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  19. Misinformation and Intentional Deception: A Novel Account of Fake News.Michel Croce & Tommaso Piazza - 2021 - In Maria Silvia Vaccarezza & Nancy Snow (eds.), Virtues, Democracy, and Online Media: Ethical and Epistemic Issues. Routledge.
    This chapter introduces a novel account of fake news and explains how it differs from other definitions on the market. The account locates the fakeness of an alleged news report in two main aspects related to its production, namely that its creators do not think to have sufficient evidence in favor of what they divulge and they fail to display the appropriate attitude towards the truth of the information they share. A key feature of our analysis is (...)
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  20. Undergraduates' utilisation of social networking media and sexual behaviours in higher education: A case study.Valentine Joseph Owan, Mercy Bassey Ekpe & Sam Eneje - 2020 - Pedagogical Research 5 (2):em0062.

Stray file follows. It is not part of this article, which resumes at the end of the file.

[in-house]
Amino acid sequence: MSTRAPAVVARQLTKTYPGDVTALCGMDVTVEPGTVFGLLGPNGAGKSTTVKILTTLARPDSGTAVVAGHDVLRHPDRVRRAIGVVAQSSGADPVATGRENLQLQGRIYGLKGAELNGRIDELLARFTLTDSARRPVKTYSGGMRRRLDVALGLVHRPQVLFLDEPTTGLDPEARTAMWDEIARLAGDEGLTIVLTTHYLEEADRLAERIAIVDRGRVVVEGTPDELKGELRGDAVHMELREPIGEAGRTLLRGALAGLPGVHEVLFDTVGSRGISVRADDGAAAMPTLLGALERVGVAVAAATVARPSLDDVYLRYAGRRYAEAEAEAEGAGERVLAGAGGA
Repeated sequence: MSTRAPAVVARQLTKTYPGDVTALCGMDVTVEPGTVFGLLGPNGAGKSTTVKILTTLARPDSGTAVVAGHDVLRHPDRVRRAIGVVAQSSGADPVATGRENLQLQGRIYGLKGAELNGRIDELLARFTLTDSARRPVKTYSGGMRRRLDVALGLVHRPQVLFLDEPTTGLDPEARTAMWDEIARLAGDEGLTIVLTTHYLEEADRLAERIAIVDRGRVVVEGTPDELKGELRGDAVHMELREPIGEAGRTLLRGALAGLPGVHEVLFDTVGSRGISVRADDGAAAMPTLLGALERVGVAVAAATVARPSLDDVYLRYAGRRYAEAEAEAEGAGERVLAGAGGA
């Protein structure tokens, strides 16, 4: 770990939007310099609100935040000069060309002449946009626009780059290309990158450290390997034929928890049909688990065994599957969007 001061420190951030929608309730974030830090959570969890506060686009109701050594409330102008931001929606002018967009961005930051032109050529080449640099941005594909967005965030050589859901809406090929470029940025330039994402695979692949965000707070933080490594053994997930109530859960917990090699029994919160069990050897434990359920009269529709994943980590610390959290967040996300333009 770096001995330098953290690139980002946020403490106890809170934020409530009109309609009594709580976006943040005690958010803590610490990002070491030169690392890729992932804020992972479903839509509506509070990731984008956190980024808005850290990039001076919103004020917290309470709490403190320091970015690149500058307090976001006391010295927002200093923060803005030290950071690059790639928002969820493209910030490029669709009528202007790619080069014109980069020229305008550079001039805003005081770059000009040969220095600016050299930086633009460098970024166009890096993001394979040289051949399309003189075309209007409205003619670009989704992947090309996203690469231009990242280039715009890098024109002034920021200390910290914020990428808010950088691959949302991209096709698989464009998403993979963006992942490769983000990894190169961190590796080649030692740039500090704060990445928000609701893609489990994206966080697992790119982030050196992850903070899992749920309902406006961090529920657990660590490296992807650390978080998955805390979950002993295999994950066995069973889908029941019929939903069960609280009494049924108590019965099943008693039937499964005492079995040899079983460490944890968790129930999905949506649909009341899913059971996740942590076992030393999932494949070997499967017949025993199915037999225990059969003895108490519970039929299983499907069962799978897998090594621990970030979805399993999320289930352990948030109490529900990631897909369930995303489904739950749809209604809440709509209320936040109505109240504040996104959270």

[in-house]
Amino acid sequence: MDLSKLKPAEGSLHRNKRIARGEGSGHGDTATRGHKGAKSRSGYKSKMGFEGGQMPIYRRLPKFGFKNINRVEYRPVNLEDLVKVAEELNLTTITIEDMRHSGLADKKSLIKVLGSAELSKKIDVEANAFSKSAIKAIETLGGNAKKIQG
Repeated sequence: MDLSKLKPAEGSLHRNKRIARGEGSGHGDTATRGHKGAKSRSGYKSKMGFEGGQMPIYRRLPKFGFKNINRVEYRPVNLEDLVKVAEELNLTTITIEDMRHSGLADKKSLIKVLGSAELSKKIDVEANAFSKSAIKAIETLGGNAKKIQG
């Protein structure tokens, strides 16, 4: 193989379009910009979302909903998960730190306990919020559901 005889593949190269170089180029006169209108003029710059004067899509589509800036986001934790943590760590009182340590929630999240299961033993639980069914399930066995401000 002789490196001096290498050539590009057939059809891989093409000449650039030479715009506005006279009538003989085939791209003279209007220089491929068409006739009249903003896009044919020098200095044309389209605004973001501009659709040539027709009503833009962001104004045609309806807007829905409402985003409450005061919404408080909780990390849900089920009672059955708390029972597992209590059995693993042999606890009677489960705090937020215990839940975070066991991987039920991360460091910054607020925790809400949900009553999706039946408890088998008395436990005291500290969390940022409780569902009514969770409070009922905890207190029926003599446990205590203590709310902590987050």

Background: Social media technology has provided platforms for enhanced human communication and expanded opportunities for self-expression. Despite the numerous gains, this social networking media, come with myriads of limitations; one being the tendency to be abused and/or misused, especially by young people or the young at heart. This study examined how social networking media influence the sexual behaviours of university undergraduates in Nigeria. -/- Materials and Methods: The survey research method was adopted. A sample size of 396 (...)